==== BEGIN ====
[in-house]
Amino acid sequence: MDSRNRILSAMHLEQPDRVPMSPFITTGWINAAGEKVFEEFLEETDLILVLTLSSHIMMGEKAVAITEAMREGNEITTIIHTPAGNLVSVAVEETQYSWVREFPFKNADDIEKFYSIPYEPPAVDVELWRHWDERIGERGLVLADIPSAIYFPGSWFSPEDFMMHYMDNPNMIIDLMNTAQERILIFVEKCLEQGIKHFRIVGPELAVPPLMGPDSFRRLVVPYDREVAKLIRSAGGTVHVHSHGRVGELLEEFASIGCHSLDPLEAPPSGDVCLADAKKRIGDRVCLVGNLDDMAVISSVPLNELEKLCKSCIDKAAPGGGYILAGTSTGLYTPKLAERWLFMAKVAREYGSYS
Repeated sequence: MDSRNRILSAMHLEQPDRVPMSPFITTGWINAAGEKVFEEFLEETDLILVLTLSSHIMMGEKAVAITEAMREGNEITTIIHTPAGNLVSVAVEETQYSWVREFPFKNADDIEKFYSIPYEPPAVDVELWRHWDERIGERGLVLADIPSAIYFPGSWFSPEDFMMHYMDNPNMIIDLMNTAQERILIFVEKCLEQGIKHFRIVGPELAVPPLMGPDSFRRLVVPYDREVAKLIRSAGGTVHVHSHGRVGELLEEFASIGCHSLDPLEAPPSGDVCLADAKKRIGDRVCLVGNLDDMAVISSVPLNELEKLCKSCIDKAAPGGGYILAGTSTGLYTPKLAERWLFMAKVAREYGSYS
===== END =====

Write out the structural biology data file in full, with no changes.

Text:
[in-house]
Amino acid sequence: MDSRNRILSAMHLEQPDRVPMSPFITTGWINAAGEKVFEEFLEETDLILVLTLSSHIMMGEKAVAITEAMREGNEITTIIHTPAGNLVSVAVEETQYSWVREFPFKNADDIEKFYSIPYEPPAVDVELWRHWDERIGERGLVLADIPSAIYFPGSWFSPEDFMMHYMDNPNMIIDLMNTAQERILIFVEKCLEQGIKHFRIVGPELAVPPLMGPDSFRRLVVPYDREVAKLIRSAGGTVHVHSHGRVGELLEEFASIGCHSLDPLEAPPSGDVCLADAKKRIGDRVCLVGNLDDMAVISSVPLNELEKLCKSCIDKAAPGGGYILAGTSTGLYTPKLAERWLFMAKVAREYGSYS
Repeated sequence: MDSRNRILSAMHLEQPDRVPMSPFITTGWINAAGEKVFEEFLEETDLILVLTLSSHIMMGEKAVAITEAMREGNEITTIIHTPAGNLVSVAVEETQYSWVREFPFKNADDIEKFYSIPYEPPAVDVELWRHWDERIGERGLVLADIPSAIYFPGSWFSPEDFMMHYMDNPNMIIDLMNTAQERILIFVEKCLEQGIKHFRIVGPELAVPPLMGPDSFRRLVVPYDREVAKLIRSAGGTVHVHSHGRVGELLEEFASIGCHSLDPLEAPPSGDVCLADAKKRIGDRVCLVGNLDDMAVISSVPLNELEKLCKSCIDKAAPGGGYILAGTSTGLYTPKLAERWLFMAKVAREYGSYS